Next Plc. says it’s been too hot and too cold
Ken Odeluga September 30, 2014 4:02 PM
<p>Next is sort of blowing hot and cold this morning. Britain’s second-biggest clothing retailer says it might lower its full-year profit forecast. It would do […]</p>
Next is sort of blowing hot and cold this morning.
Britain’s second-biggest clothing retailer says it might lower its full-year profit forecast.
It would do that if the unusually warm autumn weather we’ve enjoyed so far this autumn continues.
Next said the driest September across the UK since records began in 1910, according to The Meteorological Office, is deterring shoppers from buying winter clothing.
September is also likely to end up being in the top 5 warmest ever Septembers, the UK’s official weather forecaster has said.
Next Plc. said in a trading statement released ahead of an investors meeting that cooler weather in August resulted in “several strong weeks”.
But unseasonably warm weather in the “more important month” of September brought about weaker than expected trading.
Next cautioned in the statement this morning: “Our experience suggests that some lost sales are regained when the weather turns. However, if this unusually warm weather continues for the full duration of October then we are likely to lower our full-year profit guidance range of £775m to £815m.”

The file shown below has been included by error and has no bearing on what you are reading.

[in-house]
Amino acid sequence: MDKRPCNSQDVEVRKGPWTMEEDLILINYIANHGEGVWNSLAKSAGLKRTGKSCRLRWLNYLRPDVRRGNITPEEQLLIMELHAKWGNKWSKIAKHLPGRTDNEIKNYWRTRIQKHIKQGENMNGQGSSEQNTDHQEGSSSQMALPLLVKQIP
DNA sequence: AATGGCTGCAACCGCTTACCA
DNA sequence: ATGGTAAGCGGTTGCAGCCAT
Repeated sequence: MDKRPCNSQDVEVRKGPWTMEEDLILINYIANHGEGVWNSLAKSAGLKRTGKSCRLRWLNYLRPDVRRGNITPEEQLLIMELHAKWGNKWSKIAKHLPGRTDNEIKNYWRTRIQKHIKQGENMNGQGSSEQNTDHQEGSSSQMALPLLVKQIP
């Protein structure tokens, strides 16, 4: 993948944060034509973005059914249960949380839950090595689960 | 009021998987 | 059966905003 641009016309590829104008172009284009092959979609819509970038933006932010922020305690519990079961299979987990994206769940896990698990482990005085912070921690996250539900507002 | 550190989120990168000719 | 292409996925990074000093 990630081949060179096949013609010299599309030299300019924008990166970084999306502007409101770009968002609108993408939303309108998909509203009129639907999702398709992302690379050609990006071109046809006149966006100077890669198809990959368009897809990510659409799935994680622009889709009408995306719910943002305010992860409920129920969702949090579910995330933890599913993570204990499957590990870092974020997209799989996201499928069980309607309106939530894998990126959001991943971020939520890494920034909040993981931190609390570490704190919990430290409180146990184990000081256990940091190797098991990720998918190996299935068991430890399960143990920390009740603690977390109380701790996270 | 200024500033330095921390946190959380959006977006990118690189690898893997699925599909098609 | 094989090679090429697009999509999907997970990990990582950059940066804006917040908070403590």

This is slightly confusing, no?
Though to be fair, John Lewis Partnership has also said shoppers were delaying purchases of winter clothing because of unseasonably warm weather, when it reported a weekly sales dip on 19th September.
A conditional profit warning
Investors tend to be a little suspicious of the weather used as an excuse for poor trading.
Perhaps more leeway is given to fashion retailers.
But Next Plc. managers will definitely be queried by investors at an investor day later this week about today’s statement.
It’s almost a conditional profit warning.
The shares have traded as low as 6480p this morning, a 5.6% loss.
As for the rest of trading, the group, which has over 500 stores in Britain and Ireland, about 200 overseas, and a ‘Directory’ internet and catalogue business, said third-quarter sales to date were up 6%.
That’s lower than its previous forecast of a 10% rise.
Overall, it’s unlikely this morning’s news will be enough to lose Next many friends in terms of investors in the sector.
The market likes Next Plc.’s 18.6% trailing five-year consolidated annual growth rate for one thing (peers average about 2.2%).
Still, the shares had gained more than 36% this year, before this morning, so on that basis, the stock was probably due a pause anyway.